I admit that this makes things even more confusing. for mental economy and simplicity one would fervently hope that there is just a constant Lambda and a constant dark energy density. But I am beginning to suspect that it isn't that simple and that people like Krasnov may be on the right track.

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## 1. What is the Planck energy?

The Planck energy refers to the maximum amount of energy that can exist in a given space and time. It is named after German physicist Max Planck who first proposed the concept in 1900.

## 2. Is there a minimum energy in addition to the maximum Planck energy?

Yes, there is also a minimum energy known as the Planck energy scale. This is the smallest possible unit of energy that can exist in the universe and is approximately 10^19 GeV (gigaelectronvolts).

## 3. Why is there a maximum and minimum energy in the universe?

According to quantum mechanics, energy can only exist in discrete units rather than continuously. The Planck energy serves as the upper limit because at this scale, the laws of physics as we know them break down. The minimum energy, on the other hand, is a fundamental limit that is a result of the uncertainty principle.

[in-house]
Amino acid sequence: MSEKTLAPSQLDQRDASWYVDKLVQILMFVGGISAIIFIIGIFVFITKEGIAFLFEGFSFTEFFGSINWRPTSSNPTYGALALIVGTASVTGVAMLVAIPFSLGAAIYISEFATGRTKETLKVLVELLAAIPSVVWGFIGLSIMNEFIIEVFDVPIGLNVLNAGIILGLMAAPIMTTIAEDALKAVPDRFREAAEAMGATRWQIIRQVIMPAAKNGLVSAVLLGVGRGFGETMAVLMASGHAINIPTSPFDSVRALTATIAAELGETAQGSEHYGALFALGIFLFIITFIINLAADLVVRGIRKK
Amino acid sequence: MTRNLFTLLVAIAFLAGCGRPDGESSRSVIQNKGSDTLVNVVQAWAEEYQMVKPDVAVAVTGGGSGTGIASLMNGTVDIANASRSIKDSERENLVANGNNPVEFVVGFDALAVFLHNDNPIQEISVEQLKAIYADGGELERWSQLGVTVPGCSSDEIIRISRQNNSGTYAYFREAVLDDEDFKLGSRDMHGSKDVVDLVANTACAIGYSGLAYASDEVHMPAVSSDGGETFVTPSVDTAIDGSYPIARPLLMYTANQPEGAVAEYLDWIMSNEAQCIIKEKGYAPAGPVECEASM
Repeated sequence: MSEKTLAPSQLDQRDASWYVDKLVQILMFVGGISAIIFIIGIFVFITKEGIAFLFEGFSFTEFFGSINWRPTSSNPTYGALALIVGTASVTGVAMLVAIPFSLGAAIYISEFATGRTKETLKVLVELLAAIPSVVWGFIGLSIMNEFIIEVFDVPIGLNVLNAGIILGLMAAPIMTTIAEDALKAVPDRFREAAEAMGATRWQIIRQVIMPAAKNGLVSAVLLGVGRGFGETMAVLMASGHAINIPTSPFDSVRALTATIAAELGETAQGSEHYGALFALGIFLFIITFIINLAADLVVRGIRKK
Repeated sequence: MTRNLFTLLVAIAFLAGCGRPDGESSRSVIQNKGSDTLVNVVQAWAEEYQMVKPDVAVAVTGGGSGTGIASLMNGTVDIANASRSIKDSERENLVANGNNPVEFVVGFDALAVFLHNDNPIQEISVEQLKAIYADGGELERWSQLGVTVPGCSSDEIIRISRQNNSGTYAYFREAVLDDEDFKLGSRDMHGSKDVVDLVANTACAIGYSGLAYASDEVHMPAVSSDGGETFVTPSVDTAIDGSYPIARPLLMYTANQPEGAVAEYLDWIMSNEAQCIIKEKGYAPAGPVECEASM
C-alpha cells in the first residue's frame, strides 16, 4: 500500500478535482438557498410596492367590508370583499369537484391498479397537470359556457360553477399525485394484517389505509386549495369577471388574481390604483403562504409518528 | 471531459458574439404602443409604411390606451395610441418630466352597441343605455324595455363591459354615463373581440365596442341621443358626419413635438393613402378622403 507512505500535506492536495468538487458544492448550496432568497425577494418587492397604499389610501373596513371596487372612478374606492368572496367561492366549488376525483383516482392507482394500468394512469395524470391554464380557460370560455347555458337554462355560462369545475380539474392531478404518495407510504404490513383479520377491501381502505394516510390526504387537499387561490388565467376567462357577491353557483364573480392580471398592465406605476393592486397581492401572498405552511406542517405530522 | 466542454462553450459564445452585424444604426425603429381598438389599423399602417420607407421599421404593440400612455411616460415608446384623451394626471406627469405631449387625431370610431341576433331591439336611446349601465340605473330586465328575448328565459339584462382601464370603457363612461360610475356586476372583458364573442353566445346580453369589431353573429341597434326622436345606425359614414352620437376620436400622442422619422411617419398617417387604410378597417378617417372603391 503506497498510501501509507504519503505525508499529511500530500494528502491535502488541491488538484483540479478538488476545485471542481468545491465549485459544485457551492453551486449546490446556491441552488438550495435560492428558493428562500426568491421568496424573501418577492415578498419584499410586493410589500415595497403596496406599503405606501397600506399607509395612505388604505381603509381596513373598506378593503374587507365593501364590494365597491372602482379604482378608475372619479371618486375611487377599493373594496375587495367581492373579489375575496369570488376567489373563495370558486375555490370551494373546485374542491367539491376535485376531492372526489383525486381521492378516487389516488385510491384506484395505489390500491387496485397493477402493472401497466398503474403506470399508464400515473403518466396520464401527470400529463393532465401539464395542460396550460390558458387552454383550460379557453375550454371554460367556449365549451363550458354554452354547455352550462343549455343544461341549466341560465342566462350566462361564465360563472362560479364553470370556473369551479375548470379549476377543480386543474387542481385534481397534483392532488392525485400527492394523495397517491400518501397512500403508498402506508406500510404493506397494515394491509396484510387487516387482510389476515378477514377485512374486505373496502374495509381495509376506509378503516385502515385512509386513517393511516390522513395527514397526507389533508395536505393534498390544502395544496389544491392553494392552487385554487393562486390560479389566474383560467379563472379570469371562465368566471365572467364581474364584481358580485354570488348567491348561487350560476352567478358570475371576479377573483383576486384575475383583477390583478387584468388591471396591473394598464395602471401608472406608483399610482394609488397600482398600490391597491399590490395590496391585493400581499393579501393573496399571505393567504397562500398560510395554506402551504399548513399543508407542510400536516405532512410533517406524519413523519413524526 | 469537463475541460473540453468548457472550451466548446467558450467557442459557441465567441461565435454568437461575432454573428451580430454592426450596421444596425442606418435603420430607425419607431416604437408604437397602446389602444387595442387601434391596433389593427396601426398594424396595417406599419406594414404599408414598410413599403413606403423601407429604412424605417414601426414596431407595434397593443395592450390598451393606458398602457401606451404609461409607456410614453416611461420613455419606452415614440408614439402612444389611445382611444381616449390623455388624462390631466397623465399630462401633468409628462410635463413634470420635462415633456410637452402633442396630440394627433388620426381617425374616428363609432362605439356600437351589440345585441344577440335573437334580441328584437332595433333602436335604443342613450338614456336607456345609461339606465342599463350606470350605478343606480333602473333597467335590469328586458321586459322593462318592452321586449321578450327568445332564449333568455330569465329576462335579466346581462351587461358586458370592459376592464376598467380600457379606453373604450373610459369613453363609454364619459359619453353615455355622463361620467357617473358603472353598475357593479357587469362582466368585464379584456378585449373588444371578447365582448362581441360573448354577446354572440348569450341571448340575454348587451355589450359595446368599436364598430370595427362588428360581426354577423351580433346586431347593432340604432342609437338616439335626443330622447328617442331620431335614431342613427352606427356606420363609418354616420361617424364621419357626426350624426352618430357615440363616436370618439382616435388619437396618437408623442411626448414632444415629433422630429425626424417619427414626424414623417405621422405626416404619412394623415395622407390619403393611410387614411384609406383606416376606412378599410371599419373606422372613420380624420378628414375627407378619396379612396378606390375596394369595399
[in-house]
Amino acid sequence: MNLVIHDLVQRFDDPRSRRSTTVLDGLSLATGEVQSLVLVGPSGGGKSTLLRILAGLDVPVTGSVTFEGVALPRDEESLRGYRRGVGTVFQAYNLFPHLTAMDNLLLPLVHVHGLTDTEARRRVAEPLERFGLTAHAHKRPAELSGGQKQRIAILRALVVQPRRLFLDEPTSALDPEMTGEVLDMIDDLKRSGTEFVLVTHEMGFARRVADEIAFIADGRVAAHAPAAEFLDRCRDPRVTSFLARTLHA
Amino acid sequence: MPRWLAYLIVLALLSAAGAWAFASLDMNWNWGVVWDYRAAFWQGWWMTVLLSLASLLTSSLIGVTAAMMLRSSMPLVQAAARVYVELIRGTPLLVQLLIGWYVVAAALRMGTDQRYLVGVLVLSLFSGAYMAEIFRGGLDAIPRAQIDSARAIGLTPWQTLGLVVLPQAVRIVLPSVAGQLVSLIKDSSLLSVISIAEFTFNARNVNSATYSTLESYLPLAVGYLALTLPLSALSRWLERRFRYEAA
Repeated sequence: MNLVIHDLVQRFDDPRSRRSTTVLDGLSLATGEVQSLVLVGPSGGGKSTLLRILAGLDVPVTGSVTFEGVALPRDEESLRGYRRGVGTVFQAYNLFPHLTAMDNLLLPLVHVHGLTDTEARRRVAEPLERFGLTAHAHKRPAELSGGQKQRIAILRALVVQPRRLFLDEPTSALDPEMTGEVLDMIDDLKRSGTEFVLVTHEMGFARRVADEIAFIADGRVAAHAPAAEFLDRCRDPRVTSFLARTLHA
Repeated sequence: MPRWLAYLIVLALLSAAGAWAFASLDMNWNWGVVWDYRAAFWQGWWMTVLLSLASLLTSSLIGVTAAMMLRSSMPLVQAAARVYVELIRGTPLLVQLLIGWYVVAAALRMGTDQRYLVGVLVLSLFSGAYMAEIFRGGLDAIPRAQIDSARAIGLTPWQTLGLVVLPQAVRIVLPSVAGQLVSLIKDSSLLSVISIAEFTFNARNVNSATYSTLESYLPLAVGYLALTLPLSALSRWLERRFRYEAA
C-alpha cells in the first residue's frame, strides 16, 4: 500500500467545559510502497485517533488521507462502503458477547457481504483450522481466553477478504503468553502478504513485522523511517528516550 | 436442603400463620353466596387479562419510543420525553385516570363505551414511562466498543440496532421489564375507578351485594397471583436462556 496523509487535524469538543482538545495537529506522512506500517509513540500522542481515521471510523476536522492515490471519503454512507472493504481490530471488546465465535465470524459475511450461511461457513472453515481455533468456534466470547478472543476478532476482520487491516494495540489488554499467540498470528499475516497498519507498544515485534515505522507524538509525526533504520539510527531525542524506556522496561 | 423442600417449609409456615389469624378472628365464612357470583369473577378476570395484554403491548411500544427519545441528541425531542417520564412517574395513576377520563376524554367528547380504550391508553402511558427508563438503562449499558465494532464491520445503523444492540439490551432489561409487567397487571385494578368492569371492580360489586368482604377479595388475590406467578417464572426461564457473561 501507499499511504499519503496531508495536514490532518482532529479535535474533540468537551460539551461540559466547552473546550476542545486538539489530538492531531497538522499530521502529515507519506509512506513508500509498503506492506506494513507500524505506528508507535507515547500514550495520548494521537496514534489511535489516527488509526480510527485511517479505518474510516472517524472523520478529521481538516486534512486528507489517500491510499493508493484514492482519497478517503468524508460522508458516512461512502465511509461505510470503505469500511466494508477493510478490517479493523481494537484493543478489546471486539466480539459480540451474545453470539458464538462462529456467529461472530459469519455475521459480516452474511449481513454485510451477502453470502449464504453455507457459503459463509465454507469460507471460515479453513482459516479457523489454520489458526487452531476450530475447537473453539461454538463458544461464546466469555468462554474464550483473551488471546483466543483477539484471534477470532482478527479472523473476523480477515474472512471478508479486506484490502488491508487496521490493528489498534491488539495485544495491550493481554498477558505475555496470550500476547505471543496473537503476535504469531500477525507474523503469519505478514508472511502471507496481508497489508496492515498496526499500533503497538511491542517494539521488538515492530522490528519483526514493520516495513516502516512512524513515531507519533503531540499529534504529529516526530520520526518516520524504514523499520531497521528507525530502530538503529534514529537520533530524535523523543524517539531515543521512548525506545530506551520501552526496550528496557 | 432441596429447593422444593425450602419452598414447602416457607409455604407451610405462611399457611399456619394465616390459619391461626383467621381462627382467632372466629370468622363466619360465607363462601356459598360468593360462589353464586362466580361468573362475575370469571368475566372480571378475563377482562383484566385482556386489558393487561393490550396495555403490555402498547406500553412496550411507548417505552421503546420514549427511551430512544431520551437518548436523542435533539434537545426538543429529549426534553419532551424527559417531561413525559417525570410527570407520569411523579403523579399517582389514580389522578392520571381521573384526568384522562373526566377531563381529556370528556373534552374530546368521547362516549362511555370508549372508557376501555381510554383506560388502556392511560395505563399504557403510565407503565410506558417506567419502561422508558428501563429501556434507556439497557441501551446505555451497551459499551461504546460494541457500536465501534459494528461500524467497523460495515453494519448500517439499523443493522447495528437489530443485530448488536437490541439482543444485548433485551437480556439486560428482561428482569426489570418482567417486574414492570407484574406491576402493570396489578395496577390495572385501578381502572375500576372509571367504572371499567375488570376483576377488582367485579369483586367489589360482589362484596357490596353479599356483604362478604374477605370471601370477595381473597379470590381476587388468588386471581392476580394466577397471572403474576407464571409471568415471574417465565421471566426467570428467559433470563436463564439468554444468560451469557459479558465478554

## 4. How does the Planck energy relate to other units of energy?

The Planck energy is much larger than any other unit of energy commonly used in physics. For comparison, the energy released in a nuclear explosion is about 10^10 GeV, while the energy of visible light is around 1 eV (electronvolt). The Planck energy is also equivalent to about 10^32 Kelvin.

## 5. Can the Planck energy be observed or measured?

No, the Planck energy is far beyond the capabilities of current technology and is unlikely to ever be observed or measured directly. However, scientists can study its effects through theoretical models and experiments at smaller energy scales.